Number of ex-soldiers in UK jails on the rise; combat trauma blamed

August 31st, 2008 - 3:48 pm ICT by IANS  

London, Aug 31 (IANS) At nearly a tenth of the British prison population, ex-soldiers form the largest occupational group in the country’s penal system. Post-traumatic stress caused by military operations in recent years is said to be the main reason for around 8,500 ex-soldiers finding themselves behind bars for violent offences. The actual figure could be even more, experts believe.A majority of the offenders are those who had joined the army after leaving school and were unable to reconcile themselves to civilian life after leaving military service. Lack of education, job security and relationships are some of the harsh realities they face. Coupled with harsh memories of their field days, these factors can lead them to offend.

In a sign that the Ministry of Defence is increasingly aware of the problem, it recently carried out its own assessment in conjunction with the Ministry of Justice and ex-services charities. A pilot study at Dartmoor prison concluded that almost 17 per cent of inmates had been members of the armed forces.

“It is of real concern that thousands of soldiers are in prison and many more are on parole or community service orders,” said Harry Fletcher of Napo, the probation trade union. “In virtually every incidence the former soldier served in either the Gulf or Afghanistan, became involved in excess alcohol or drug-taking, and was subsequently convicted of an offence of violence.”

Often it is those closest to the soldiers who are victims of their violence. David Bradley, 43, developed post-traumatic stress after serving in Northern Ireland. In 2006, he shot his uncle, aunt and two cousins at close range with a pistol he had smuggled into the UK after serving in Bosnia. Several hours later, armed with a nail bomb, a sawn-off shotgun and a pistol with silencer and ammunition, Bradley walked into his local police station in Newcastle and calmly said: ‘I have killed four members of my family.’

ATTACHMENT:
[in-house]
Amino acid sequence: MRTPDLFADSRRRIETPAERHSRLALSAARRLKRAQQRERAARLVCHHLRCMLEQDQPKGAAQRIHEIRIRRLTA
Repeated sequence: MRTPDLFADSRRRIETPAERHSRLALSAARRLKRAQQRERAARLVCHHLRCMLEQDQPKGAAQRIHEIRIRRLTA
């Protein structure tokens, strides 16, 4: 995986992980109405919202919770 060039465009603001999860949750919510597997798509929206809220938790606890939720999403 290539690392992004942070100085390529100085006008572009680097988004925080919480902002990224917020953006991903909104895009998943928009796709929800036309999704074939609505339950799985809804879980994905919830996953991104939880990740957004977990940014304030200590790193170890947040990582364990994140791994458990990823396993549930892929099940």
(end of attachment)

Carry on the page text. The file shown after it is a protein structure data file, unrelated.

“The number of soldiers in prison is definitely on the rise,” said Tracey Johnson of Veterans in Prison, which believes there is a link between the intensity of the army’s current missions in Iraq and Afghanistan and the number of soldiers currently in jail. “They’re fighting in back-to-back conflicts, coming out and going back again; they haven’t got time to recover. There are not enough of them. They don’t have the right cover or equipment and they’re absolutely knackered.”

The organisation has been inundated with letters from soldiers in prison. In virtually every case it believes that the writers were suffering from post-traumatic stress disorder (PTSD). One father said that before his son was jailed for threatening to shoot another soldier, he had been wetting his bed and in floods of tears because “he couldn’t get Iraq out of his head”.

Despite heightened concerns about the prevalence of the stress condition, there are claims that little is being done to assess soldiers’ mental health when they return from war zones. What help is available is usually on an ad hoc basis and often available only when they have been incarcerated, according to The Observer.

However, there are also suspicions that some soldiers will cite combat fatigue as an excuse for their criminal behaviour. “There are those who say they have it as some sort of amelioration for their actions,” conceded Peter Poole, director of welfare services at the charity Combat Stress.

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